Today, increasing progress is being made in nutritional medicine, though, with reputable companies relying on a wealth of new research to supply the specific nutritional chemicals with the correct dosage and delivery. The science of nutritional medicine is no longer simple, though, and the belief that there are just a small number of important vitamin and mineral chemicals that are easily supplied by a cheap drugstore product is wishful thinking. The FDA still lags behind the rest of the world in regulating this important field of medicine as well, with almost no attempt to insure that the products are what they say they are. The first piece of significant FDA regulation occurred in 2005 and was cynically entitled the Final rule, and only covers infrequent inspections of manufacturing companies to inspect product line quality, and seems to have been used mainly to drive small professional companies out of business. Studies have shown with random selection that commercial products do not have what they purport to have on the label in up to 80 percent of products on the shelf at groceries and drug stores. The intelligent patient will rely on professional prescription to obtain the correct nutritional medicine that will help their bodies correct specific health problems.

There are two basic reasons to take nutrient supplements. One, you might have a common nutritional deficiency. This is increasingly common in the population as our topsoils are depleted with modern corporate farming methods and chemicals, meat production is handled very poorly, with overcrowding and unnatural animal feeds and overuse of chemicals to produce increased profitability, and increasingly poor dietary habits with processed foods, fast foods, and high percentages of meat with low percentages of natural grains and vegetables in the diet are the norm. So much money is spent on marketing unhealthy foods that increase our national healthcare costs that we could see a dramatic improvement in our monthly insurance bills within a few years if this practice would just be curtailed a little. Our government is supposed to be looking out for public health, yet industrial lobbying, as well as pharmaceutical lobbying, is paying for our elected representatives to ignore the public health responsibility and promote only the healthy bottom line of these corporations. Public health should educate the population to create a greater understanding of common nutritional deficiencies and do more about them. The key to supplementing nutrients for the individual, though, is a thoughtful analysis of which nutrients may be deficient in each individual, and which nutrients are most likely to cause health problems. A number of professional ways to assess each individual profile and recommend the most important nutrients in a protocol exist today, including blood tests of circulating levels, and analysis of the individual dietary habits, as well as the signs and symptoms that may be related to important nutritional deficiencies. The subject is not simple, though, and trying to oversimplify is not a ticket for success.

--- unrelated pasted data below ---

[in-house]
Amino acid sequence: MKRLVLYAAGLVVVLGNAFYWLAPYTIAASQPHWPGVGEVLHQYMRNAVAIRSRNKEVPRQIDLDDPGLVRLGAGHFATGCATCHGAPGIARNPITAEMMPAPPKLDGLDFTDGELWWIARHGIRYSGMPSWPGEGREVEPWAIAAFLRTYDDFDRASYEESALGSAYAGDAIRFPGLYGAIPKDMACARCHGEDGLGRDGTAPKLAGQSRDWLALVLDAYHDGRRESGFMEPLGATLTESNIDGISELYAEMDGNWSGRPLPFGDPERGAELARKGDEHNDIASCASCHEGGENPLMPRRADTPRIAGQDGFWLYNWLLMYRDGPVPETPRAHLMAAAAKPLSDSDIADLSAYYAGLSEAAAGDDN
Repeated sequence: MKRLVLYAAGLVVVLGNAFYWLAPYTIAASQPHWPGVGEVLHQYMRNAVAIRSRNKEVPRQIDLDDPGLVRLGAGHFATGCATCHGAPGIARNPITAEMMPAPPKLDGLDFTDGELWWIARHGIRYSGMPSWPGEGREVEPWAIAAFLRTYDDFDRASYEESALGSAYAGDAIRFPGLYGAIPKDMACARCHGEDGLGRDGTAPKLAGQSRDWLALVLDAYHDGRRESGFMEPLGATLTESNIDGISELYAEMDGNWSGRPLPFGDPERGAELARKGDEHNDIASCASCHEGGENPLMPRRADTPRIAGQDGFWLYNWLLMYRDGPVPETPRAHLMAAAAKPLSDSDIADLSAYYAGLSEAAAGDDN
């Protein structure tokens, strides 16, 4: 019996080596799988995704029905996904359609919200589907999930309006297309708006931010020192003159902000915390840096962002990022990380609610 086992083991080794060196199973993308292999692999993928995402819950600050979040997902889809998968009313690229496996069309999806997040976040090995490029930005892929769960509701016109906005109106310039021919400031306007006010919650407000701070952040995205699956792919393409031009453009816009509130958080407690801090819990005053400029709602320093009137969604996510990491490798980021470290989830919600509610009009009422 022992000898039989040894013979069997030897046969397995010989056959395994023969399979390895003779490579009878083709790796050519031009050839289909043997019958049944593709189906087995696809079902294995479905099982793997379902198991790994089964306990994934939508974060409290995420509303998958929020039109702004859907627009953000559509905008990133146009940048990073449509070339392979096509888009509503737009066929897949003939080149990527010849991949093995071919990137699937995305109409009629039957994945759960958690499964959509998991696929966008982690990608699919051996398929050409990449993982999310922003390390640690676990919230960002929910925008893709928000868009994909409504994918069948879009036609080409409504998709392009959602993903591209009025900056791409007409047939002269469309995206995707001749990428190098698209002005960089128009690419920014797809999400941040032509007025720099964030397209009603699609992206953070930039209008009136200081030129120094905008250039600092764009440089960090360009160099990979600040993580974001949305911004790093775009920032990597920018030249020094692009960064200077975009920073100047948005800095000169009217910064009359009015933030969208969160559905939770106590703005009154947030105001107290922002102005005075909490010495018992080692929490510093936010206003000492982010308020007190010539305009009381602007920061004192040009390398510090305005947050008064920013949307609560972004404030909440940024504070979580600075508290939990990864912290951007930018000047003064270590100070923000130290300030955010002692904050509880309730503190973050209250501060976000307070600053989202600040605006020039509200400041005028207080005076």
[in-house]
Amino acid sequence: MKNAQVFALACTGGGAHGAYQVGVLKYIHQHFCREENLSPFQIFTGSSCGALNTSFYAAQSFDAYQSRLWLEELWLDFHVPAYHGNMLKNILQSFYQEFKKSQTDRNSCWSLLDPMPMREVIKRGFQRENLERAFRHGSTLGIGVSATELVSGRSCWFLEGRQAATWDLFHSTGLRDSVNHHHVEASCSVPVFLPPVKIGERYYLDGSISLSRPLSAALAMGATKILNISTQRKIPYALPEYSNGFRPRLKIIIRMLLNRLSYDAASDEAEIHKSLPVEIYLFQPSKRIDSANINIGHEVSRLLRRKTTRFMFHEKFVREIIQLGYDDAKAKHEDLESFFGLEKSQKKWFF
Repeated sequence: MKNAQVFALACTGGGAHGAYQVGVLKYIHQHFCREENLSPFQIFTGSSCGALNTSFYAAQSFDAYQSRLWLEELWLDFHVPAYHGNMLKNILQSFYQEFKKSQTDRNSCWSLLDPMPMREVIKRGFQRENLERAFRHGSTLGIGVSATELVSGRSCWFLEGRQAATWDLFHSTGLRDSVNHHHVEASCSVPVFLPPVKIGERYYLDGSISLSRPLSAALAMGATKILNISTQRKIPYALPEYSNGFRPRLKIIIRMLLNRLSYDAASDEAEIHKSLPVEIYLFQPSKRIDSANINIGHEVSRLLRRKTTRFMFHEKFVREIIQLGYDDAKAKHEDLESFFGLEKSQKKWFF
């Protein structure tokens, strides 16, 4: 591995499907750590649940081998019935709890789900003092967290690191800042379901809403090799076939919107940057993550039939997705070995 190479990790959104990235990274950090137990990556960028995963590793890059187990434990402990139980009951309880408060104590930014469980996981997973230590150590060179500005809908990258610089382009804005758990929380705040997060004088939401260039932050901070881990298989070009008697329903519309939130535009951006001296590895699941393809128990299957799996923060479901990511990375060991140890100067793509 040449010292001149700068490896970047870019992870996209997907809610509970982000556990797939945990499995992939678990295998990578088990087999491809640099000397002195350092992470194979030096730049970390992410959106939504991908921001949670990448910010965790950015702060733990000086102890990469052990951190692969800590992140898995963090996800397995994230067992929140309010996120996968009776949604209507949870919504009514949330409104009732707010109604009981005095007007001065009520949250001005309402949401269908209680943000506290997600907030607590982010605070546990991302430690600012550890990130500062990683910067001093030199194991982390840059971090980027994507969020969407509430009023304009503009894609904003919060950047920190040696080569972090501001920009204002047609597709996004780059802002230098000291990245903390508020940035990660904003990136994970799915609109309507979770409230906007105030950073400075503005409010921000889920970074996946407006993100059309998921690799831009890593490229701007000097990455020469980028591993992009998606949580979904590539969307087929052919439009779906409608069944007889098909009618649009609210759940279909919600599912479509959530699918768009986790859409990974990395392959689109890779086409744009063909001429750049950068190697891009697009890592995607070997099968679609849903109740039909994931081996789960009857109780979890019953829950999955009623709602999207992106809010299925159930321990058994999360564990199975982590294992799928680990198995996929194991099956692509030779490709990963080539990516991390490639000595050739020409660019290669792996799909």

The second basic reason for taking nutritional supplements is to stimulate a specific physiological process in the body that promotes correction of a health problem. This requires a high degree of nutritional knowledge, and to believe that marketing will provide the untrained person with the tools to understand and intelligently utilize this science is not reasonable. Medical doctors each have their specialty in science, but very few have any real training in nutritional science. Most medical doctors are also prescribing nutrient medicines based on marketing. The smart patient will seek out a professional and knowledgeable physician to best utilize nutrient medicine in their treatment protocol. Of course, Naturopathic doctors are highly trained in this regard, and should be more utilized. Patients today, though, may seek out a Licensed Acupuncturist, Naturopathic doctor, or a Chiropractor that has taken a great interest in this subject and continues to be research oriented and expands their knowledge over time. This type of physician may provide excellent nutritional advice and treatment along with an array of manual therapies, providing a very comprehensive treatment protocol. As with all medicine, identifying the specific physiological dysfunction and utilizing sound research to choose the right nutritional medicines to help correct it is the ticket for success.